A Roma woman buried alive in a forest in Poland during World War Two returns to haunt us, uncovering the forgotten history of the Roma in Europe.
Currently in development with the support of FLAMIN and Arts Council England.
This film takes as its starting point an unmarked mass grave in a forest in Poland. In 1942 a Roma woman was buried alive here and subsequently disinterred sixteen years later by the villagers. Mortimer uses her own engagement with the grave and that of witnesses to the massacre and its aftermath to present haunting as a device to collapse time to uncover the forgotten history of the Roma in Europe. Starting with detailed research into real places, people and events, these are meticulously re-created in the film using alternative locations and discarded materials. The work centres on artistic strategies that displace and destabilise the relationship between visibility and truth, thus drawing our attention to how absence, affect, and even ghosts might operate within a socio-political context.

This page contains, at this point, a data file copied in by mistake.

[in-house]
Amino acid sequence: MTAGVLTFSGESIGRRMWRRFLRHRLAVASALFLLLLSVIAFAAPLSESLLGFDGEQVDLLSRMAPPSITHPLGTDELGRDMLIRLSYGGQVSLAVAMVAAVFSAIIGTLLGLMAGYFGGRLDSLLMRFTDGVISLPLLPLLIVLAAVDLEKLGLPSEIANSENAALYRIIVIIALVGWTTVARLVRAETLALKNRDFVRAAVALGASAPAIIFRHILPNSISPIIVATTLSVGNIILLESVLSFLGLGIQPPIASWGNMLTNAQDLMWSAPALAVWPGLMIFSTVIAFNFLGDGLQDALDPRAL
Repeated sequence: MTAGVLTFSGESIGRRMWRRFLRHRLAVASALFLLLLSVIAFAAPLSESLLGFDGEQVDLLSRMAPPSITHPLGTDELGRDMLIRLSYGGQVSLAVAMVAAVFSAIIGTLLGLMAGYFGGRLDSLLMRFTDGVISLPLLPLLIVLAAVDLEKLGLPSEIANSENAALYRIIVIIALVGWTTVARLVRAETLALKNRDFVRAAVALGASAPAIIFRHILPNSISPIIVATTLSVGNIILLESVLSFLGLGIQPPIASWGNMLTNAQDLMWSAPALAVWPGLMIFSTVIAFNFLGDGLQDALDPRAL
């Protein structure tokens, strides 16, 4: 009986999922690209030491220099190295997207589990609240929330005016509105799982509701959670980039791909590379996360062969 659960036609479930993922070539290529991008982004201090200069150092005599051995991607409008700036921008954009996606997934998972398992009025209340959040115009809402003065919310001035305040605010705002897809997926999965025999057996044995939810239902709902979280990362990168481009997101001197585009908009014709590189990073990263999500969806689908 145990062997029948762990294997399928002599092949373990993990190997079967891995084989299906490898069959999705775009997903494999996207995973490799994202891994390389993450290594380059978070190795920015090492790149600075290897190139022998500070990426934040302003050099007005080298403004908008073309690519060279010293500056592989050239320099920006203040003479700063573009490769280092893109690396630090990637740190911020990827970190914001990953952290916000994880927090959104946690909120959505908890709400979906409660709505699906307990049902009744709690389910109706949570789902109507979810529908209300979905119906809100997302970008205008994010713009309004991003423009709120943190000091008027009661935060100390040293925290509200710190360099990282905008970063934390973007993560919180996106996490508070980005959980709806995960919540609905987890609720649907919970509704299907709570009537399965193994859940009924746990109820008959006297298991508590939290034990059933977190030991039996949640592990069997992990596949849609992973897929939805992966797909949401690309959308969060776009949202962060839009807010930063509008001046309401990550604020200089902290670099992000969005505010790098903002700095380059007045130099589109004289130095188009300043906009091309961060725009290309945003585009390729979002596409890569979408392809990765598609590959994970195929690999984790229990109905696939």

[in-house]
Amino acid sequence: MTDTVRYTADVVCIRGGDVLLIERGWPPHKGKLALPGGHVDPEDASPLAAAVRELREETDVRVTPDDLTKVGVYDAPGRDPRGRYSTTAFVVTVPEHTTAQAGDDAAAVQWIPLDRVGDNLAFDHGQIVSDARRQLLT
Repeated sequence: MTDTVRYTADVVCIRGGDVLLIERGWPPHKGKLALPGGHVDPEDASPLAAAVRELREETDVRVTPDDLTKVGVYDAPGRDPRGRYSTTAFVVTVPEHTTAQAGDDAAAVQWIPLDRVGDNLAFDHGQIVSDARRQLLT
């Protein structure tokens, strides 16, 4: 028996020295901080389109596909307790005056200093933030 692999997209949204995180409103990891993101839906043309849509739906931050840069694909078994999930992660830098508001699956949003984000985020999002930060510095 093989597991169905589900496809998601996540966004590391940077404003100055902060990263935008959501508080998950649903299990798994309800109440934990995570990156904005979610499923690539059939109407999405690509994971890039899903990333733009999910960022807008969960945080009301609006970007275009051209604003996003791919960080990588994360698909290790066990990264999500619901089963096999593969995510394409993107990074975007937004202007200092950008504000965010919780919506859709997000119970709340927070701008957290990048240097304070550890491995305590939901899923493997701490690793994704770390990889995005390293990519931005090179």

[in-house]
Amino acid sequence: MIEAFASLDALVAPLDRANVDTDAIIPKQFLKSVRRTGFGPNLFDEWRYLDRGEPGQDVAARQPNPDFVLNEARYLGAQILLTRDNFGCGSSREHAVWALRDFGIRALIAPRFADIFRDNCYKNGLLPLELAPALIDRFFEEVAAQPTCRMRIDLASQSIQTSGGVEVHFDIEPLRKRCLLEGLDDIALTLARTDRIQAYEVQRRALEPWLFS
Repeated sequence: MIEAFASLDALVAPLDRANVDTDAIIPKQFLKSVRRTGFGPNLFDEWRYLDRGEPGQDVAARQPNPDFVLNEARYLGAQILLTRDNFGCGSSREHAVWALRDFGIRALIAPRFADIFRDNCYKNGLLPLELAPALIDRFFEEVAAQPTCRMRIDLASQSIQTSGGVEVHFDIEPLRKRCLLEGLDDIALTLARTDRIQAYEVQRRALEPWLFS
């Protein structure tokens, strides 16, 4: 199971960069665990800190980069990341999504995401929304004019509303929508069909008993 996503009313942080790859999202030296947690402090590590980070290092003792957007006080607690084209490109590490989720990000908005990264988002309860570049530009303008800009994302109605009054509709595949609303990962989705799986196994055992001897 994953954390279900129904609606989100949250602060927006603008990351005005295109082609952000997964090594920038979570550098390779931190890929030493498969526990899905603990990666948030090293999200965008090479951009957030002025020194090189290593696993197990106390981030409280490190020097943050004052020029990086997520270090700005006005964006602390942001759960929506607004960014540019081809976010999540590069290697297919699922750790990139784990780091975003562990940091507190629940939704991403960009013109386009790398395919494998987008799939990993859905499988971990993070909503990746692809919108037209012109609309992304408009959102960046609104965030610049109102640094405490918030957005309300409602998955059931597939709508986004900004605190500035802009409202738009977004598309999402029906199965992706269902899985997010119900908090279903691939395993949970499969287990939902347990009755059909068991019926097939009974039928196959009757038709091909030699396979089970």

Roz Mortimer is a London-based artist and filmmaker whose work spans photography, film and writing. Her highly aestheticised films use fantasy, theatrical strategies and a phenomenology of the invisible to create works that reconsider how history and knowledge are formed.
Her work has been funded and supported by Arts Council England, Wellcome Trust, Rockefeller Foundation, British Council, Film London, Animate Projects and Channel 4. Her films have been screened extensively around the world in cinemas, film festivals, galleries and on television. Festival screenings range from London Film Festival to Oberhausen, Hamburg, Guangzhou, One World Human Rights Festival, Cinema Verite Tehran, Alternativa, Courtisane, Kassel, Thessaloniki. Recent exhibitions and screenings include Irony as Subversion at the European Media Art Festival (2015), Fade into You at Kunsthalle Mainz (2015), and Animate Projects’ Sites of Collective Memory exhibition at CGP London and Phoenix in Leicester (2014).